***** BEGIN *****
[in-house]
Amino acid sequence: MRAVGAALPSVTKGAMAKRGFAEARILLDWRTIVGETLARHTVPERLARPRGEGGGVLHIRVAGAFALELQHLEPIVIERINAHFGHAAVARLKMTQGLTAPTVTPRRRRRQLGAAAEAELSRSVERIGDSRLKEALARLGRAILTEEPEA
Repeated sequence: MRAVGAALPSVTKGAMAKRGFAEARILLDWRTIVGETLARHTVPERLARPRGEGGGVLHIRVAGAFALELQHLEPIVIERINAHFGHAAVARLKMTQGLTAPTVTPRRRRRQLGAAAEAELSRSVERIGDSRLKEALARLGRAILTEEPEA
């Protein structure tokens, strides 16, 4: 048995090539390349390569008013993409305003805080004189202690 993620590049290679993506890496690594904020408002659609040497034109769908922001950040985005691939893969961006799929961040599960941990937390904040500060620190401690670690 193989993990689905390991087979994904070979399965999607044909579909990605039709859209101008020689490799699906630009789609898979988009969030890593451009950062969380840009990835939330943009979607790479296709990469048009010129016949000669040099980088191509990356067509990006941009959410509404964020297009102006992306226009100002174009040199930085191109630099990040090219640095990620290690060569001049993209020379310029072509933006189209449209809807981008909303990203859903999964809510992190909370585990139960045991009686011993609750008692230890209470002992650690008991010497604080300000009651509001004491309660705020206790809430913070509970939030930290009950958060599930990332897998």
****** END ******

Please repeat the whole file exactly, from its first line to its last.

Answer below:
[in-house]
Amino acid sequence: MRAVGAALPSVTKGAMAKRGFAEARILLDWRTIVGETLARHTVPERLARPRGEGGGVLHIRVAGAFALELQHLEPIVIERINAHFGHAAVARLKMTQGLTAPTVTPRRRRRQLGAAAEAELSRSVERIGDSRLKEALARLGRAILTEEPEA
Repeated sequence: MRAVGAALPSVTKGAMAKRGFAEARILLDWRTIVGETLARHTVPERLARPRGEGGGVLHIRVAGAFALELQHLEPIVIERINAHFGHAAVARLKMTQGLTAPTVTPRRRRRQLGAAAEAELSRSVERIGDSRLKEALARLGRAILTEEPEA
């Protein structure tokens, strides 16, 4: 048995090539390349390569008013993409305003805080004189202690 993620590049290679993506890496690594904020408002659609040497034109769908922001950040985005691939893969961006799929961040599960941990937390904040500060620190401690670690 193989993990689905390991087979994904070979399965999607044909579909990605039709859209101008020689490799699906630009789609898979988009969030890593451009950062969380840009990835939330943009979607790479296709990469048009010129016949000669040099980088191509990356067509990006941009959410509404964020297009102006992306226009100002174009040199930085191109630099990040090219640095990620290690060569001049993209020379310029072509933006189209449209809807981008909303990203859903999964809510992190909370585990139960045991009686011993609750008692230890209470002992650690008991010497604080300000009651509001004491309660705020206790809430913070509970939030930290009950958060599930990332897998």